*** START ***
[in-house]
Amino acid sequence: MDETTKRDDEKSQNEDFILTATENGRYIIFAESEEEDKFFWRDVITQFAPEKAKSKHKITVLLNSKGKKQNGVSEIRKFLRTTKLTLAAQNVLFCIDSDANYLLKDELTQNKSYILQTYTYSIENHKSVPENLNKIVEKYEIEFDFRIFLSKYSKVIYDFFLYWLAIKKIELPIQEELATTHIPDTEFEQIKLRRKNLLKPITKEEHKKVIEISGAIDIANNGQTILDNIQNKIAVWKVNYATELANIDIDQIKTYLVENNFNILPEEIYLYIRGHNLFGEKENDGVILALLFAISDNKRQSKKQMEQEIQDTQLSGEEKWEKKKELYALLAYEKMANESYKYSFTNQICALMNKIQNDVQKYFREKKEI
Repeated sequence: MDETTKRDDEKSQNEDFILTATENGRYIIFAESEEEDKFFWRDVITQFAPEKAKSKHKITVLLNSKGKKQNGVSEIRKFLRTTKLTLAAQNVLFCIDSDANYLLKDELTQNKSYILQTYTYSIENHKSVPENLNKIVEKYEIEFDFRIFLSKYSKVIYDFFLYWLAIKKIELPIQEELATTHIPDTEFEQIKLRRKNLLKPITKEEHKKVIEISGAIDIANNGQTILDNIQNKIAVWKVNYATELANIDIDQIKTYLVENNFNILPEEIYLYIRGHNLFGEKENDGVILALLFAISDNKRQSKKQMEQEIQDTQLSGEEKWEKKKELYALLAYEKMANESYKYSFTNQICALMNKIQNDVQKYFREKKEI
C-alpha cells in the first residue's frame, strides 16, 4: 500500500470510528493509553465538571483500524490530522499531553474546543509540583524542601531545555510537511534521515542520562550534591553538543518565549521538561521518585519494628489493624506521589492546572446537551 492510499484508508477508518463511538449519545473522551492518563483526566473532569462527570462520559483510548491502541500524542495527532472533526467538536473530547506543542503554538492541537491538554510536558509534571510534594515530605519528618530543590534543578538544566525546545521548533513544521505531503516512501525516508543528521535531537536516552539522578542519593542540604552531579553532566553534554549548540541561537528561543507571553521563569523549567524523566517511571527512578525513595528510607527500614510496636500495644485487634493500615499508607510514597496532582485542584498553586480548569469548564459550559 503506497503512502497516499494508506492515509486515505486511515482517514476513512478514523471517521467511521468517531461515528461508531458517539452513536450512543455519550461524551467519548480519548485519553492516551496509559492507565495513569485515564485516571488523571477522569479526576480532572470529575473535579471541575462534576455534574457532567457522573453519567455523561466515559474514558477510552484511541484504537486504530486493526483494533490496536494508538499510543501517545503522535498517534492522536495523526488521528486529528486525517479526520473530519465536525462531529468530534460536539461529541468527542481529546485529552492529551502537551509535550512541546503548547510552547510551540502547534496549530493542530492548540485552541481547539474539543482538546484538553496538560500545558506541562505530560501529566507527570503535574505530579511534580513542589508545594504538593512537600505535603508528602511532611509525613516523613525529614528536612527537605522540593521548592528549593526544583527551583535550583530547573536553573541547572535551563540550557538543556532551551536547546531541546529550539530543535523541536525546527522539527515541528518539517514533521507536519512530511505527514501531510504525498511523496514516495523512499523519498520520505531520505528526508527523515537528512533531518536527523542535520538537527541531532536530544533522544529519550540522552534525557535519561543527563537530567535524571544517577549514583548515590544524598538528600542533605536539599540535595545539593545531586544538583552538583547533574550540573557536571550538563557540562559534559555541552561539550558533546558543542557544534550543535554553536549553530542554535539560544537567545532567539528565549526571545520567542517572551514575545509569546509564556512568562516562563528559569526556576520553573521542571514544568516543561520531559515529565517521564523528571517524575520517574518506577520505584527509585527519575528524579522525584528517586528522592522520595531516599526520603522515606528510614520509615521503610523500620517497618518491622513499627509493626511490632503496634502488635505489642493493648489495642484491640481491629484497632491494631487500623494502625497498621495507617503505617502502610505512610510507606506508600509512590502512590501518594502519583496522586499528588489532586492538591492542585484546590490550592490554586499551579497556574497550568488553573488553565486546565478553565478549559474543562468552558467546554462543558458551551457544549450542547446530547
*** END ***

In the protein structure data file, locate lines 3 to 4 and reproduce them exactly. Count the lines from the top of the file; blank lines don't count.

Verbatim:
Repeated sequence: MDETTKRDDEKSQNEDFILTATENGRYIIFAESEEEDKFFWRDVITQFAPEKAKSKHKITVLLNSKGKKQNGVSEIRKFLRTTKLTLAAQNVLFCIDSDANYLLKDELTQNKSYILQTYTYSIENHKSVPENLNKIVEKYEIEFDFRIFLSKYSKVIYDFFLYWLAIKKIELPIQEELATTHIPDTEFEQIKLRRKNLLKPITKEEHKKVIEISGAIDIANNGQTILDNIQNKIAVWKVNYATELANIDIDQIKTYLVENNFNILPEEIYLYIRGHNLFGEKENDGVILALLFAISDNKRQSKKQMEQEIQDTQLSGEEKWEKKKELYALLAYEKMANESYKYSFTNQICALMNKIQNDVQKYFREKKEI
C-alpha cells in the first residue's frame, strides 16, 4: 500500500470510528493509553465538571483500524490530522499531553474546543509540583524542601531545555510537511534521515542520562550534591553538543518565549521538561521518585519494628489493624506521589492546572446537551 492510499484508508477508518463511538449519545473522551492518563483526566473532569462527570462520559483510548491502541500524542495527532472533526467538536473530547506543542503554538492541537491538554510536558509534571510534594515530605519528618530543590534543578538544566525546545521548533513544521505531503516512501525516508543528521535531537536516552539522578542519593542540604552531579553532566553534554549548540541561537528561543507571553521563569523549567524523566517511571527512578525513595528510607527500614510496636500495644485487634493500615499508607510514597496532582485542584498553586480548569469548564459550559 503506497503512502497516499494508506492515509486515505486511515482517514476513512478514523471517521467511521468517531461515528461508531458517539452513536450512543455519550461524551467519548480519548485519553492516551496509559492507565495513569485515564485516571488523571477522569479526576480532572470529575473535579471541575462534576455534574457532567457522573453519567455523561466515559474514558477510552484511541484504537486504530486493526483494533490496536494508538499510543501517545503522535498517534492522536495523526488521528486529528486525517479526520473530519465536525462531529468530534460536539461529541468527542481529546485529552492529551502537551509535550512541546503548547510552547510551540502547534496549530493542530492548540485552541481547539474539543482538546484538553496538560500545558506541562505530560501529566507527570503535574505530579511534580513542589508545594504538593512537600505535603508528602511532611509525613516523613525529614528536612527537605522540593521548592528549593526544583527551583535550583530547573536553573541547572535551563540550557538543556532551551536547546531541546529550539530543535523541536525546527522539527515541528518539517514533521507536519512530511505527514501531510504525498511523496514516495523512499523519498520520505531520505528526508527523515537528512533531518536527523542535520538537527541531532536530544533522544529519550540522552534525557535519561543527563537530567535524571544517577549514583548515590544524598538528600542533605536539599540535595545539593545531586544538583552538583547533574550540573557536571550538563557540562559534559555541552561539550558533546558543542557544534550543535554553536549553530542554535539560544537567545532567539528565549526571545520567542517572551514575545509569546509564556512568562516562563528559569526556576520553573521542571514544568516543561520531559515529565517521564523528571517524575520517574518506577520505584527509585527519575528524579522525584528517586528522592522520595531516599526520603522515606528510614520509615521503610523500620517497618518491622513499627509493626511490632503496634502488635505489642493493648489495642484491640481491629484497632491494631487500623494502625497498621495507617503505617502502610505512610510507606506508600509512590502512590501518594502519583496522586499528588489532586492538591492542585484546590490550592490554586499551579497556574497550568488553573488553565486546565478553565478549559474543562468552558467546554462543558458551551457544549450542547446530547